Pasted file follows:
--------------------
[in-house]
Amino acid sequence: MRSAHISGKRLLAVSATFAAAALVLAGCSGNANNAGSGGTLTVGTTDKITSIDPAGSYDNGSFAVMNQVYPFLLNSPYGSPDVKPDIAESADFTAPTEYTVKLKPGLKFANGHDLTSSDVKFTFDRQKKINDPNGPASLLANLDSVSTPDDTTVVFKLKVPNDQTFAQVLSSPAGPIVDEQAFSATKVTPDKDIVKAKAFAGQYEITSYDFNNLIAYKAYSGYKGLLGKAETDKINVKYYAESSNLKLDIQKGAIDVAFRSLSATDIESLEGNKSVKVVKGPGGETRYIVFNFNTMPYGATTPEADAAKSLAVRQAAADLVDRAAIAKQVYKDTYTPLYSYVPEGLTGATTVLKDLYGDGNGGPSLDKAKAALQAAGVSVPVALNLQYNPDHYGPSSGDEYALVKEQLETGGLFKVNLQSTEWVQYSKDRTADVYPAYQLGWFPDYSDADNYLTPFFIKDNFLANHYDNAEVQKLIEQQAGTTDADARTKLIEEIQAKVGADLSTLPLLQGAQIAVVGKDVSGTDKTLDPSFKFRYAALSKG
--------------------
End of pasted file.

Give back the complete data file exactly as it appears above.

[in-house]
Amino acid sequence: MRSAHISGKRLLAVSATFAAAALVLAGCSGNANNAGSGGTLTVGTTDKITSIDPAGSYDNGSFAVMNQVYPFLLNSPYGSPDVKPDIAESADFTAPTEYTVKLKPGLKFANGHDLTSSDVKFTFDRQKKINDPNGPASLLANLDSVSTPDDTTVVFKLKVPNDQTFAQVLSSPAGPIVDEQAFSATKVTPDKDIVKAKAFAGQYEITSYDFNNLIAYKAYSGYKGLLGKAETDKINVKYYAESSNLKLDIQKGAIDVAFRSLSATDIESLEGNKSVKVVKGPGGETRYIVFNFNTMPYGATTPEADAAKSLAVRQAAADLVDRAAIAKQVYKDTYTPLYSYVPEGLTGATTVLKDLYGDGNGGPSLDKAKAALQAAGVSVPVALNLQYNPDHYGPSSGDEYALVKEQLETGGLFKVNLQSTEWVQYSKDRTADVYPAYQLGWFPDYSDADNYLTPFFIKDNFLANHYDNAEVQKLIEQQAGTTDADARTKLIEEIQAKVGADLSTLPLLQGAQIAVVGKDVSGTDKTLDPSFKFRYAALSKG